Romain DELPOUX (Romain.Delpoux at insa-lyon.fr), Assistant Professor, INSA de Lyon, Laboratoire Ampère UMR CNRS 5005.
Lubin KERHUEL (Lubin.Kerhuel at microchip.com), Software Engineer, Microchip Technology Inc.
This project is offered to the 5th year students in the electrical engineering department of INSA Lyon for the CCSA option. This project details the steps for the real time implementation of a velocity DC motor control on Microchip dsPIC microcontroller target. The programming environment for this project is the rapid prototype Matlab/Simulink toolbox MPLAB Device Blocks for Simulink.
The project details the following points
Getting started with the programming environment and hardware setup until the open-loop control of the DC motor which means :
Blink a LED at 5 Hz.
Two PWM signals to control the motor DC voltage through an H bridge structure using MOSFET.
Two ADC channels providing the respectively the board potentiometer position to impose a reference and the current measurement from a shunt resistor.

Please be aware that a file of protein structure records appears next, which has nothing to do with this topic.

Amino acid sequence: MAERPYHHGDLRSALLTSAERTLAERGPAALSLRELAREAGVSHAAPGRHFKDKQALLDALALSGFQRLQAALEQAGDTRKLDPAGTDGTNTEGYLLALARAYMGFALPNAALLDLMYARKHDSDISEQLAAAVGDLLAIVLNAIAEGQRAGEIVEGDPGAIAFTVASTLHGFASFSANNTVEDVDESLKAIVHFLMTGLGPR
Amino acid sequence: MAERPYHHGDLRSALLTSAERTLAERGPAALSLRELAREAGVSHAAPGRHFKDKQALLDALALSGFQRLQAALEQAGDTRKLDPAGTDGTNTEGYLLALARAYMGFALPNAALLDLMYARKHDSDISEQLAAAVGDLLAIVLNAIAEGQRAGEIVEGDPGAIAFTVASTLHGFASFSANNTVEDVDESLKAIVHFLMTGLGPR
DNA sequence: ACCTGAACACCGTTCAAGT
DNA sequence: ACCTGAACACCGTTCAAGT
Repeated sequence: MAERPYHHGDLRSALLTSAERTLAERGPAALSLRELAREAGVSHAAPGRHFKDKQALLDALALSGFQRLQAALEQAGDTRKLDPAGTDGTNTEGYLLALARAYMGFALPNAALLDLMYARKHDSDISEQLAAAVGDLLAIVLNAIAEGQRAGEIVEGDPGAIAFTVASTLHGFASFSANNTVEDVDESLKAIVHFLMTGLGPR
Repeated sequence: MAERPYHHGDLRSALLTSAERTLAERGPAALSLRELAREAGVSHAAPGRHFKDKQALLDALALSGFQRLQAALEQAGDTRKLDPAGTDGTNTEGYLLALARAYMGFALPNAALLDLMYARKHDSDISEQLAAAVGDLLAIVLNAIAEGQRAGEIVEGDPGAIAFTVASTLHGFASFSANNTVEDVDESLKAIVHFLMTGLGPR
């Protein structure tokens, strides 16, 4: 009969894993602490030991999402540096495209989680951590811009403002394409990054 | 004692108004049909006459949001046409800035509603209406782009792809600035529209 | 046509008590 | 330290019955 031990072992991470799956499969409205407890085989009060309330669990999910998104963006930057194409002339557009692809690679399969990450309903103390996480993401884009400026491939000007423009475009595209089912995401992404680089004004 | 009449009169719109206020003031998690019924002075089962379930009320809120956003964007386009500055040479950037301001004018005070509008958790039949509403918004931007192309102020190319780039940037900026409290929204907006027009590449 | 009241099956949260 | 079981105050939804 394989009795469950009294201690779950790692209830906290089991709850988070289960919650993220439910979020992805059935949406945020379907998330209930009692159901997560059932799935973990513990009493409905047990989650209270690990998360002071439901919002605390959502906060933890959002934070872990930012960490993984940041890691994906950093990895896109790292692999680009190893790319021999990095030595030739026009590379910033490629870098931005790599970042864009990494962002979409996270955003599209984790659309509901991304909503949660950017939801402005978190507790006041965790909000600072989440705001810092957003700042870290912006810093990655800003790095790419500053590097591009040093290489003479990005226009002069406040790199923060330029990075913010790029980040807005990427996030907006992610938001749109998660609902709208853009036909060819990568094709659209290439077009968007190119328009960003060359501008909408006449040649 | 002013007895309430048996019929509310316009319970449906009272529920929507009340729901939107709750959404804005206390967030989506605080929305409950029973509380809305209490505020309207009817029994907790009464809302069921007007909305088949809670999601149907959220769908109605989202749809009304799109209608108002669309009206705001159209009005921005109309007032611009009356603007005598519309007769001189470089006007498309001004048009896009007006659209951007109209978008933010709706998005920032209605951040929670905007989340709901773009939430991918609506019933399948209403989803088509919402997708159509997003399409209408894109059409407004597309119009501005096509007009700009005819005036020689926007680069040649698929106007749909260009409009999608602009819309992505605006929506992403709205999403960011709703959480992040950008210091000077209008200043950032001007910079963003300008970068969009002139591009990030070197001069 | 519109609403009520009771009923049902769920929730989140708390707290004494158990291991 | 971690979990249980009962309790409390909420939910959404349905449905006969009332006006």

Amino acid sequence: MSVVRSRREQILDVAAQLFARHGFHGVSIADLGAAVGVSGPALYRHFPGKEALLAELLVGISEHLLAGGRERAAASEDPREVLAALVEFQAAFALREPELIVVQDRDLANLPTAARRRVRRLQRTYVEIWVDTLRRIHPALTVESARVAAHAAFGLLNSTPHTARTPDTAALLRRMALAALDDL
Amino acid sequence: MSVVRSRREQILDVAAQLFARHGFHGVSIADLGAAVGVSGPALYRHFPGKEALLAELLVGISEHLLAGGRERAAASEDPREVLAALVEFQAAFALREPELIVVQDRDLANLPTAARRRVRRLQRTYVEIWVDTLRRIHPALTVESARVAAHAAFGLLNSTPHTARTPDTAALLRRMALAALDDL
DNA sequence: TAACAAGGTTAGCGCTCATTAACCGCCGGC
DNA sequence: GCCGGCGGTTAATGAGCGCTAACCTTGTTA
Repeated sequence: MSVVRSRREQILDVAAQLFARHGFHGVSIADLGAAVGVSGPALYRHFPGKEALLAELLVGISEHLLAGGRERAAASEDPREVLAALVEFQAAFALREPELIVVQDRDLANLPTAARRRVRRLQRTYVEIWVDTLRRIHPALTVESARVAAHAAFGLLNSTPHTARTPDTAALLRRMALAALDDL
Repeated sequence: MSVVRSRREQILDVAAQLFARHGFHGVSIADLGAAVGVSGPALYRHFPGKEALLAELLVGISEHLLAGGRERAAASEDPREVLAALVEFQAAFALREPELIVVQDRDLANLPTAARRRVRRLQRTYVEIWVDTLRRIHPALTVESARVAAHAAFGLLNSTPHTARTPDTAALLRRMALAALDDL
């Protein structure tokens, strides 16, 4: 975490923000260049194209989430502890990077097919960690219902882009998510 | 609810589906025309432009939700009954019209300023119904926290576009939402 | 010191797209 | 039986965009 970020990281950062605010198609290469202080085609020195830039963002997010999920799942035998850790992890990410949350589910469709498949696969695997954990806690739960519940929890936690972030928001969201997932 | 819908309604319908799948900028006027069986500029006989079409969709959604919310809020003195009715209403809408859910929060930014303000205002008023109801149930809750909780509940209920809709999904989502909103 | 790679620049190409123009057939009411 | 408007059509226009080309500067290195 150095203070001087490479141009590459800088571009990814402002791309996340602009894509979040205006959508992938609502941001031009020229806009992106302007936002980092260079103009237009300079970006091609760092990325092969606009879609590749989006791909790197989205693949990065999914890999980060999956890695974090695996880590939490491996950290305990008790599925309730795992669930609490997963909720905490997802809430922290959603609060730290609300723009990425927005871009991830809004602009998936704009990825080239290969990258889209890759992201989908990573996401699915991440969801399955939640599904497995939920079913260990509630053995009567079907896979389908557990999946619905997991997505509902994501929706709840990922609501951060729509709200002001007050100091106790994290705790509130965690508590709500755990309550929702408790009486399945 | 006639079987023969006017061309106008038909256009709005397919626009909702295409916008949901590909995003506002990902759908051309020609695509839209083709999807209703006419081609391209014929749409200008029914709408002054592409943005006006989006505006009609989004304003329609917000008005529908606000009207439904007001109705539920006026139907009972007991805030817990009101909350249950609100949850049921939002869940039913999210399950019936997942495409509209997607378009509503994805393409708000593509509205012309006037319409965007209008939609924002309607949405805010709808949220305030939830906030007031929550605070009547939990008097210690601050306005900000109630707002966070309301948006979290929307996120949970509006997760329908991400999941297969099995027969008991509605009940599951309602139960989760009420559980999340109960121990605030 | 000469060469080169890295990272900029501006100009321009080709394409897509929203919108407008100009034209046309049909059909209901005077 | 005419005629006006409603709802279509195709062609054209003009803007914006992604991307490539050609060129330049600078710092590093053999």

QEI peripheral to provide shaft position and speed
UART connection to the computer for the data analysis.
Modeling and control loop design of the DC motor.
Reminder on motor modeling will be exposed.
A basic control strategy based on state space representation will be proposed.
Note that the modeling and the control of the DC motor are supposed as prerequisites for this project and this section is a reminder only. That's why the speed control algorithm will be given and not developed here.
Simulation of the DC motor
A control strategy for the speed control of the DC motor is proposed. The simulation file is implemented using double data types variables and variable-step solver to simulate and ideal continuous DC motor closed loop control.
Degradation of the control to adapt to the real-time implementation on dsPIC. It means constant sampled control and 16-bits fixed point variables.
Comparison between the ideal and the real implementation cases.
Real-time implementation of the sampled fixed point control and comparison with the theory.
Back to modeling with the analysis of experimental results.
Updating models, commands and experimentation.